Teaching Our Kids History

Teaching Our Kids History
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My youngest son was amazed that Laura Ingalls Wilder was a real girl who actually lived during 1800. He was fascinated by her life, but also with the fact that she wrote her own story and that it's still being read by kids today. The Little House on the Prairie books are a wonderful tool for discussing history and times past in a way that kids can relate to. Read aloud the books as a family and think of things to do that would help you understand her life. You could:
-Make a meal like Laura and her family would have ate. Talk about the conveniences we have today compared to what they had.

-Play a game she describes in one of her books, such as Dominoes, Pick Up Sticks, Jacks, Marbles or Tiddlywinks.

-Look at a map and try to map out how far Laura and her family traveled and discuss the difference between now and then.

-Pop the Weasel was one of Laura's favorite songs. Sing it together and try to imagine that she sang this over 100 years ago.

All around the mulberry bush

The monkey chased the weasel.

The monkey thought 'twas all in fun.

Pop! goes the weasel.

A penney for a spool of thread,

A penney for a needle.

That's the way the money goes.

Pop! goes the weasel.

Up and down the City Road,

In and out of the Eagle,

That's the way the money goes.

Pop! goes the weasel.

Half a pound of tuppenney rice,

Half a pound of treacle,

Mix it up and make it nice,

Pop! goes the weasel

Log Cabin Activity

Teach your kids about times past when families didn't have the type of homes we have now, and they had to work much harder at the everyday things we take for granted! Laura's father built two log cabins for them during their life. While making this log cabin craft imagine how hard it must have been for him!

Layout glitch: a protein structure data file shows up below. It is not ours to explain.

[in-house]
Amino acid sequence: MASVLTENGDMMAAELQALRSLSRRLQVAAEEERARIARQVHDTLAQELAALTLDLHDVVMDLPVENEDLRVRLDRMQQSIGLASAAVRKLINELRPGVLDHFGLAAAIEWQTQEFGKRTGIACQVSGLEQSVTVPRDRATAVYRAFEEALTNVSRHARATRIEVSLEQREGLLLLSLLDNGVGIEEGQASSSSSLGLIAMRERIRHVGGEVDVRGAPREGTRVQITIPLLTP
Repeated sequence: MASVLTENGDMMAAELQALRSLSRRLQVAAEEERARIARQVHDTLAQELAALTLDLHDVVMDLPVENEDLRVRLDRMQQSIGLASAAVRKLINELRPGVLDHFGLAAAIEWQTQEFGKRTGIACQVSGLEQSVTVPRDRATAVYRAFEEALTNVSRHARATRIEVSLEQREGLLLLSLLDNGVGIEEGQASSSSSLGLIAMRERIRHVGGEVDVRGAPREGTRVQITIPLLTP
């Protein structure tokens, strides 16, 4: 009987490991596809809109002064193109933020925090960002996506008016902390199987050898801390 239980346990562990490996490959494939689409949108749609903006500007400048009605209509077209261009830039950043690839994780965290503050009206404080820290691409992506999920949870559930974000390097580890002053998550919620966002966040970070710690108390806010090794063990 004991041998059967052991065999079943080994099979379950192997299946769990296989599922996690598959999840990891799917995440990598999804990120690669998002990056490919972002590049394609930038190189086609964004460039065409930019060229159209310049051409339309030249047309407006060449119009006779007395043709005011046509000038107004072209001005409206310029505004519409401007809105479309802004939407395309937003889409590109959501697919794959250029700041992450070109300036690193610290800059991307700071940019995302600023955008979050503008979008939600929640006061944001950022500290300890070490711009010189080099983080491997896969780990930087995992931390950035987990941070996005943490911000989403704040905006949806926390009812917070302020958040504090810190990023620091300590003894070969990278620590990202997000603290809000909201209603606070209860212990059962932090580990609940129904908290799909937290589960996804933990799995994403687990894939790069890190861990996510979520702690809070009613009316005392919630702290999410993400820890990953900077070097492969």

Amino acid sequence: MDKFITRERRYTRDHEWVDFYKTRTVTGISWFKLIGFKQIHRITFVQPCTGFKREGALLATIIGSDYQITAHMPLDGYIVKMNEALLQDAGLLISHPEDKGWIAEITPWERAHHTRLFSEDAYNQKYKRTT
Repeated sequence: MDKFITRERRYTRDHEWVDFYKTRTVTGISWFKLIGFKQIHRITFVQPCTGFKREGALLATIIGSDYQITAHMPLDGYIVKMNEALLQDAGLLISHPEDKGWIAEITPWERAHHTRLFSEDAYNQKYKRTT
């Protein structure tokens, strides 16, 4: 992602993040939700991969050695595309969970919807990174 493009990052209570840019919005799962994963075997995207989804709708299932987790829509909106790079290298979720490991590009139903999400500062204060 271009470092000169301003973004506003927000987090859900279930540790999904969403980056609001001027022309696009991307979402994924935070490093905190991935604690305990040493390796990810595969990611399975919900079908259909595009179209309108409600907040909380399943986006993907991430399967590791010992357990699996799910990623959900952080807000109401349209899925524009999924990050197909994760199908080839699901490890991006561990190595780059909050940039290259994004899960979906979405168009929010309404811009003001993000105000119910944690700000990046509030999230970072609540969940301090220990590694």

You will need:

-a milk or juice carton

-brown construction paper

-glue

-scissors

-optional paint and items to decorate the cabin

Cut the carton down to about 4-5 inches tall to be the base for your log cabin. Have the kids cut strips of brown construction paper that measure the same length as the sides of the base. They should be about 12 inches long (the length of the sheet of paper usually). They will form their logs by rolling the paper tightly around a pencil. Glue the end down with a white glue such as Elmer's. Smooth it down and hold for a few seconds. Remove the pencil. They will need to do this about 15 or 20 times. Emphasize that they need to be patient and roll each one tightly.

When they have completed the logs, have them glue one log at a time to the base. They can trim the ends if any of them stick out or seem a little off. Once they have the cabin built they can get creative and decorate the roof with seeds, beans, more construction paper, paint or even moss that they glue to the roof. Let them use their imagination. They can cut shapes out of paper for the windows and doors.

Another optional step is using Styrofoam trays as a base to glue the log cabin to. The kids can paint or decorate the base as a lawn.

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About the Author:

Brenda Hyde is Mom to three little ones, a freelance writer and editor here at OldFashionedLiving.

 

About The Author

Brenda Hyde is a freelance writer living on ten acres in rural Michigan with her husband and three kids. She is a mom, grandma, gardener, cook and writer. She blogs on all of these topics at Harvestmoongazette.blogspot.com.

 
 

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